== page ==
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Hispanic People Are Saying They're Not Offended By Eminem's 'My Band' Music Video

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Hispanic People Are Saying They're Not Offended By Eminem's 'My Band' Music Video

Hispanic people have taken to social media to say they're not offended by Eminem's 'My Band' music video.

The 18-year-old clip has resurfaced after people said the legendary rapper was guilty of cultural appropriation.

The rapper's song with D12 was released back in 2004 and featured a section right at the end that's now been dubbed inappropriate by a modern lens.

Eminem is seen in a matador outfit while members of D12 are dressed like they're in a Mariachi band.

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The 49-year-old sang about how his 'salsa makes all the pretty girls want to dance and get in their underpants'.

While there were plenty of social media users who said Eminem should apologise for the outfit he wore in the music video, Hispanic people said they're not bothered by it.

One person wrote on Twitter: "I loved this ending as a kid! And I’m Puerto Rican! Makes me miss my sister even more."

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A different user added: "As a member of the Hispanic community we really don't give that much of a s**t enough to cancel someone."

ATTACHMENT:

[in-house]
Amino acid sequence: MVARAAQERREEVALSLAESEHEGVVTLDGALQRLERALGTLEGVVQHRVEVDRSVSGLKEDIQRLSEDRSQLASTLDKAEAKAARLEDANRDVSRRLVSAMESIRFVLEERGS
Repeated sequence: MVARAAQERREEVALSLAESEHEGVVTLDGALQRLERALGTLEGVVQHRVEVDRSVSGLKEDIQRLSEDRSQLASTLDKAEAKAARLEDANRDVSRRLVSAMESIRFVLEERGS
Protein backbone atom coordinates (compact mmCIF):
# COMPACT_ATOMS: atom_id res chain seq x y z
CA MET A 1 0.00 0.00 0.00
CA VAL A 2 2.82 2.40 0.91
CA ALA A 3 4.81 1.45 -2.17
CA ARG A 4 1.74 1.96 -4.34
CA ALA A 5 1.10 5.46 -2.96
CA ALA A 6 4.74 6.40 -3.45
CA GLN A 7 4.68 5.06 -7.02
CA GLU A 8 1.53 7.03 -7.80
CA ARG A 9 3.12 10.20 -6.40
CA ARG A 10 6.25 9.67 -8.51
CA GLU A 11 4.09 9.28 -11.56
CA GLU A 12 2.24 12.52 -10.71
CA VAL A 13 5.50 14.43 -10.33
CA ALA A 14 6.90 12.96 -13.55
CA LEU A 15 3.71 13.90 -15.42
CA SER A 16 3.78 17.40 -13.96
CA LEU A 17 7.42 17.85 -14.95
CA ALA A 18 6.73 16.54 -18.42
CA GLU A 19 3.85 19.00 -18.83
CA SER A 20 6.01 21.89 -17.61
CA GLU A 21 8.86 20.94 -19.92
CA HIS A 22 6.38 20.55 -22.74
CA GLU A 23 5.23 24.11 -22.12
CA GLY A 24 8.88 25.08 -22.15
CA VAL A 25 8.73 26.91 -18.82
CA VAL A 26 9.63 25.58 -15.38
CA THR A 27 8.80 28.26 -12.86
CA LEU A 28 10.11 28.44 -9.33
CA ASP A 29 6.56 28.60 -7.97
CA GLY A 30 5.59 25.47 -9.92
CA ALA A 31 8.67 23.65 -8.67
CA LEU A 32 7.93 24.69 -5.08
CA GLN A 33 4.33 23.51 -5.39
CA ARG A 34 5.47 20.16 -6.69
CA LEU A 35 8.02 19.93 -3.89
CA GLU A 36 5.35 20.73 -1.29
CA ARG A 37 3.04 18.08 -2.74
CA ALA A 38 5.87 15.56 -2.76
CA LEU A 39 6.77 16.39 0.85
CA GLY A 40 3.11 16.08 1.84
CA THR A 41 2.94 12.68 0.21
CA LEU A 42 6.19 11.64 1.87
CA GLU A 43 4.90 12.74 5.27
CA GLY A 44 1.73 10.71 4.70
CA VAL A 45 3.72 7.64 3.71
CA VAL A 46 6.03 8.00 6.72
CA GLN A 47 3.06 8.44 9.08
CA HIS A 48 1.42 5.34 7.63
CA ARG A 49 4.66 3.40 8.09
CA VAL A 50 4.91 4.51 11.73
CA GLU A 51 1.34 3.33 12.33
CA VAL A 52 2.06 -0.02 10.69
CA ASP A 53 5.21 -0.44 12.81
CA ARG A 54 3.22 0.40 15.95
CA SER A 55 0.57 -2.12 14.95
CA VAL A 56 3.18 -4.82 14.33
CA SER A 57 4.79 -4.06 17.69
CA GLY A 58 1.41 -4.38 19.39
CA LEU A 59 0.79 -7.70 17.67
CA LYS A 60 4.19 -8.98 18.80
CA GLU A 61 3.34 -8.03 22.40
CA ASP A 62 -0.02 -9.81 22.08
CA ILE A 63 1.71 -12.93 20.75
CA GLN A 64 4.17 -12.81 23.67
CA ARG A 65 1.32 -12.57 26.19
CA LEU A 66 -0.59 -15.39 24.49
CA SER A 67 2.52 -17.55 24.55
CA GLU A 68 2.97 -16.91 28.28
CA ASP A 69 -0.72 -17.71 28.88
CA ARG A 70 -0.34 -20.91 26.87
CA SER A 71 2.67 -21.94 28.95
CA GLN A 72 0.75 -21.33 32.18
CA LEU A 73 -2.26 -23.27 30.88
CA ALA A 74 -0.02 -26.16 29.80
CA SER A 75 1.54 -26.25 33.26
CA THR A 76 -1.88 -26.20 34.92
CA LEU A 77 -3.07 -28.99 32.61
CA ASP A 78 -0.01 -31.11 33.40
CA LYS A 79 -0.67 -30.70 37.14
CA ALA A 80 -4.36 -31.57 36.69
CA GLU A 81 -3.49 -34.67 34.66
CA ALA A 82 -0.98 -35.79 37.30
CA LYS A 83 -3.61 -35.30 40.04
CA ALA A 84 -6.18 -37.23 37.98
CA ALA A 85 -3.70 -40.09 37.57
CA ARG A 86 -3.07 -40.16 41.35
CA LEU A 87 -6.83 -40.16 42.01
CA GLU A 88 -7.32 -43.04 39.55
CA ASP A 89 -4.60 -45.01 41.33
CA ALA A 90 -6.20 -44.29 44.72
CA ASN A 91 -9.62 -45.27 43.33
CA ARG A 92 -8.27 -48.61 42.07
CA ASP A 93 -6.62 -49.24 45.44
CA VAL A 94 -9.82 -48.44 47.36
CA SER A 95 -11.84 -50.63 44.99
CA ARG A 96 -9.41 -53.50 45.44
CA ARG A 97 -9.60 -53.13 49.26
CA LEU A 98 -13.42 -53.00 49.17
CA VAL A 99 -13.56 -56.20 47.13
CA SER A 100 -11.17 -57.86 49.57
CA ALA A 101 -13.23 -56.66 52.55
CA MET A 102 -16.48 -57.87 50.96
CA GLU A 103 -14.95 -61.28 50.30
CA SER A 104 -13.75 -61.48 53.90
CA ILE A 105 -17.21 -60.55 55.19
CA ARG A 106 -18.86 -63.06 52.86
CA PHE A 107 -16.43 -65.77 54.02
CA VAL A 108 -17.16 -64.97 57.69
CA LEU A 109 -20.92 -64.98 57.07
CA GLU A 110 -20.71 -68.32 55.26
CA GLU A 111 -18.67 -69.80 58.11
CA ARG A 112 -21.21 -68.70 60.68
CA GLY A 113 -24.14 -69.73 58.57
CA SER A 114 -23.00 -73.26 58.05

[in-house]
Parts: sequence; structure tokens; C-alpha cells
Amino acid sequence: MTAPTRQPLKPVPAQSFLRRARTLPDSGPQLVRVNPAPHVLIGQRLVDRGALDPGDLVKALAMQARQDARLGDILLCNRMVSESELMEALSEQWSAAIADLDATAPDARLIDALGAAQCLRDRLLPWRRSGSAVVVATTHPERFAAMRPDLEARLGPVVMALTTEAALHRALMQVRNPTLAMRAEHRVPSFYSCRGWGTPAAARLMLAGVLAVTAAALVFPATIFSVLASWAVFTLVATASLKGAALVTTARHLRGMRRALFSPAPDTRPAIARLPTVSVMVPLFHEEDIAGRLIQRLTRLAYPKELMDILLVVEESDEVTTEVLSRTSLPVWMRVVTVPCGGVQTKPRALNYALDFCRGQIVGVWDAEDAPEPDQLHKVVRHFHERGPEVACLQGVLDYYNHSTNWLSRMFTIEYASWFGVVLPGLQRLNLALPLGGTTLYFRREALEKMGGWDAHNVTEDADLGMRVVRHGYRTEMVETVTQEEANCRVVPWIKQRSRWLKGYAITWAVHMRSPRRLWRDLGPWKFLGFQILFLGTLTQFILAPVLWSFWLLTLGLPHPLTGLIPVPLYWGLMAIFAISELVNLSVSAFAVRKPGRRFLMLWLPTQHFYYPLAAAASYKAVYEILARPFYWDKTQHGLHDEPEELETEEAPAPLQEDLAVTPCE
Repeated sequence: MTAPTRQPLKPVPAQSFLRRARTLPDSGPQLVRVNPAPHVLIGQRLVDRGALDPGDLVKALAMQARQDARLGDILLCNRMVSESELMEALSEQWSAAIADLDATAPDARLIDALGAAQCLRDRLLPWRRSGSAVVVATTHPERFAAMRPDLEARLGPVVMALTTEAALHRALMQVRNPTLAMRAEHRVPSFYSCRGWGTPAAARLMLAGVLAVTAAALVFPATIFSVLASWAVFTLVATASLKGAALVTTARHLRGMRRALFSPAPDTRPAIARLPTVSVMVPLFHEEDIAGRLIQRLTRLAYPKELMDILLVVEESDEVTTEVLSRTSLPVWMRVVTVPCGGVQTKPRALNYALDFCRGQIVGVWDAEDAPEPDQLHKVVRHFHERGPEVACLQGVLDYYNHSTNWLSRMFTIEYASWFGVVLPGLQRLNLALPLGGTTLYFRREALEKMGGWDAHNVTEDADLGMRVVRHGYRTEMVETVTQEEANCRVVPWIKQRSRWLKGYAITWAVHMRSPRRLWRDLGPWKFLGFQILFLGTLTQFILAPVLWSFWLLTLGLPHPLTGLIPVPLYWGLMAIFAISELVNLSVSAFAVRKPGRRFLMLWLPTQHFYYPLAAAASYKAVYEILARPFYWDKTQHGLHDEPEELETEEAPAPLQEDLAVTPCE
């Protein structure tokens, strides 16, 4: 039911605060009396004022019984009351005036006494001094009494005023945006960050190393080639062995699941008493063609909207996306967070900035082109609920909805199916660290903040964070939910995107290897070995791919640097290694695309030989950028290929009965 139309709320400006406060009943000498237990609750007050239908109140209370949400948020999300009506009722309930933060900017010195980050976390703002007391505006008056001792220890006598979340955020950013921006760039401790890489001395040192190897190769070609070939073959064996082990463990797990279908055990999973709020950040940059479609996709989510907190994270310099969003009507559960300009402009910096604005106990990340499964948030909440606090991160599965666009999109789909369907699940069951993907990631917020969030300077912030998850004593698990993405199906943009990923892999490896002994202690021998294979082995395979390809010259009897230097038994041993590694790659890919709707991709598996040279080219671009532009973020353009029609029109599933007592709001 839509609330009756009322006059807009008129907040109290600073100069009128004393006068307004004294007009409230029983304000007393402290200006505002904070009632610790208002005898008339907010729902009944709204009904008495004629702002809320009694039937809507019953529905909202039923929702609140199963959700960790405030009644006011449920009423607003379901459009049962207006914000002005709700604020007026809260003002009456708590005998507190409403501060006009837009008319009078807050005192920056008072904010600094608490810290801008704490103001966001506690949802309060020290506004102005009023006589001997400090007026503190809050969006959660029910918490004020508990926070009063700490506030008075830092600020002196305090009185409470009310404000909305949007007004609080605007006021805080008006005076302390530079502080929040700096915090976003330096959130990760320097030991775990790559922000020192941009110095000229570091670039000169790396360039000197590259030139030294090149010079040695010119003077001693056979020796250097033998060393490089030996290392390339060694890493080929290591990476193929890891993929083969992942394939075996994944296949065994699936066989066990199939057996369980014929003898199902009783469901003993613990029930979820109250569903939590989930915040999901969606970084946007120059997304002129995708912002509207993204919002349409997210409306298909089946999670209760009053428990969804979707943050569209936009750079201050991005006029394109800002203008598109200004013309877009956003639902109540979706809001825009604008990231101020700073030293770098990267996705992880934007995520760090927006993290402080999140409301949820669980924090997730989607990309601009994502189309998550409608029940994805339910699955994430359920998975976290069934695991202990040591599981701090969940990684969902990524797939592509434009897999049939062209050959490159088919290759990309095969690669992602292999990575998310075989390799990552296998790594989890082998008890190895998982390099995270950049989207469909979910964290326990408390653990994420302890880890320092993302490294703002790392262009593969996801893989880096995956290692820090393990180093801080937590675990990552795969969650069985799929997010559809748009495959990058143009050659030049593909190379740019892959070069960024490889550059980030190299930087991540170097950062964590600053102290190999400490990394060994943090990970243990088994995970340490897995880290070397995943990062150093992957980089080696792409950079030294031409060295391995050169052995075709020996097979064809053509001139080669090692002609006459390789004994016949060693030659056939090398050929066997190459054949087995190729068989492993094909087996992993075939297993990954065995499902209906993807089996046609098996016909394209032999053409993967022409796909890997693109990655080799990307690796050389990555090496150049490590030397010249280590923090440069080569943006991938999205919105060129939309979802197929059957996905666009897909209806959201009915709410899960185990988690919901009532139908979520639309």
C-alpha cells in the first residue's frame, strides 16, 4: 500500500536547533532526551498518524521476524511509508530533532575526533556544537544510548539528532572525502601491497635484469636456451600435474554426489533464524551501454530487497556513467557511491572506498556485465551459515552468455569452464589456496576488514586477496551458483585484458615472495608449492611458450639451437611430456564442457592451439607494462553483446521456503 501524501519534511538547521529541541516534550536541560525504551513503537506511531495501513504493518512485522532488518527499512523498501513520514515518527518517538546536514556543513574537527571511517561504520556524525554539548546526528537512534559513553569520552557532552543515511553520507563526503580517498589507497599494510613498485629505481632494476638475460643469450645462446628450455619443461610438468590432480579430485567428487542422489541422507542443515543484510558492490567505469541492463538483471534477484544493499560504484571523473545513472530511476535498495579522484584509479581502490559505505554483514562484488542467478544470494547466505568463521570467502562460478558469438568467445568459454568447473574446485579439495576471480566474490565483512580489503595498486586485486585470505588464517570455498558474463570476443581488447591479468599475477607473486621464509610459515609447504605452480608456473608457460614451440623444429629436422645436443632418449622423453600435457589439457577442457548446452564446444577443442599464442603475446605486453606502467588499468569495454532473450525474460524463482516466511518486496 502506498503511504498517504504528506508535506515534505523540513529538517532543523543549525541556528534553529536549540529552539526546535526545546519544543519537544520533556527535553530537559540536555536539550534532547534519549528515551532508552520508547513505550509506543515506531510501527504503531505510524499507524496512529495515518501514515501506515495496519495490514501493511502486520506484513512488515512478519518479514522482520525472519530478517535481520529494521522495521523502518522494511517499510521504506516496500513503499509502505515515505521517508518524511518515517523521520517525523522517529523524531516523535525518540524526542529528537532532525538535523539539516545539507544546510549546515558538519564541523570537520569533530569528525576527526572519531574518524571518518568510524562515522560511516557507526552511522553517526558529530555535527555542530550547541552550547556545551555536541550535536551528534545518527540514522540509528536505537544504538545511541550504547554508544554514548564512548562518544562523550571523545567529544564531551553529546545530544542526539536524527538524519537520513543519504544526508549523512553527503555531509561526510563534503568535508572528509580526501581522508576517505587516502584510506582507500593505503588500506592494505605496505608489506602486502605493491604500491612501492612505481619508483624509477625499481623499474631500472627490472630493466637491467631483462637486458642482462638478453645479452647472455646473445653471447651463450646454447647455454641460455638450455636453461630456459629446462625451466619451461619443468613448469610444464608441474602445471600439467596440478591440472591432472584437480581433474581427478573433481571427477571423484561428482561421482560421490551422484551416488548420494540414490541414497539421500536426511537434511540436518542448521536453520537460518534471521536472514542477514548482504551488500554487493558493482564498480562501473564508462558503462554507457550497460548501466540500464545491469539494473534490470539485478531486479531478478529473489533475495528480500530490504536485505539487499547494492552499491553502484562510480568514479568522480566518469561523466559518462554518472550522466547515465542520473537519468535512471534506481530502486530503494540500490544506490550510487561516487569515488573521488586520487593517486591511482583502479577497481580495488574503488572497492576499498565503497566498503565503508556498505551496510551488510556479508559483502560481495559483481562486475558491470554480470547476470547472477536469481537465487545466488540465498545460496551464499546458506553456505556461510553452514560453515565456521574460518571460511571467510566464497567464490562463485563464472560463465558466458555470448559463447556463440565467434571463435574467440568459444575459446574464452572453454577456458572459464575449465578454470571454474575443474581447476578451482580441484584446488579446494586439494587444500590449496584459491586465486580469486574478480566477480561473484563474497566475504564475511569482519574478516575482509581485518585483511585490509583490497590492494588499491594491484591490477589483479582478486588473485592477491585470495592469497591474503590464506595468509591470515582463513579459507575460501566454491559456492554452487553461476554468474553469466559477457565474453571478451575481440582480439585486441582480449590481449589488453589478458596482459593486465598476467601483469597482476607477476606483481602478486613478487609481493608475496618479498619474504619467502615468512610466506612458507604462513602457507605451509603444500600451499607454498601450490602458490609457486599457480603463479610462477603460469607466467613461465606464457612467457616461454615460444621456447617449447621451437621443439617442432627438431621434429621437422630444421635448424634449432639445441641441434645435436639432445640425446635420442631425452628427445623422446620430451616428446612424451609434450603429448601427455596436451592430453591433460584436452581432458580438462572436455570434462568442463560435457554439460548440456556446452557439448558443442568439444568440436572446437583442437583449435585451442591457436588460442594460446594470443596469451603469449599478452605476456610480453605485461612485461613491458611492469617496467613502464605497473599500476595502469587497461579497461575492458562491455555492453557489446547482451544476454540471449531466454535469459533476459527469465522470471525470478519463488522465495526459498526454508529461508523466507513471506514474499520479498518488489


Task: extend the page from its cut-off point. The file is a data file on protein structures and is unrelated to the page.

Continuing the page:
A third said: "As a Hispanic from a prominently Mexican-American community, Eminem doing the 'My Salsa' bit is absolutely hilarious and in no way is appropriation, but homage or satire. Dig harder."

Of course these people aren't speaking on behalf of everyone in the Hispanic community, however it does show how the online outrage isn't affecting some people.

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The music video is a relic of rap history that has sat in the archives gathering dust for nearly 20 years.

The only reason why it's being discussed in 2022 is because another rapper was accused of cultural appropriation for a similar music video.

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Tyga recently dropped a video for his song 'Ay Caramba' and it featured the artist dressed in an outfit that many called a stereotype of Mexican culture.

There was so much backlash against the clip that Tyga was forced to apologise to the Mexican community.

He told L.A. Leakers and American Cholo podcast host Gil Tejada: "I want to apologise to the Mexican community and my fans that are Mexican.

“I have a lot of Latin fans that are Puerto Rican or Dominican that probably weren’t offended by this video.

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"But, my Mexican fans in L.A., there definitely was some that were offended.”

The only difference between Tyga and Eminem is the latter's music video was made nearly two decades ago when cultural appropriation wasn't called out as much, nor was there an online platform that allowed people to issue their feelings en masse.

Featured Image Credit: Shady Records/Interscope Records

Topics: Eminem

Stewart Perrie
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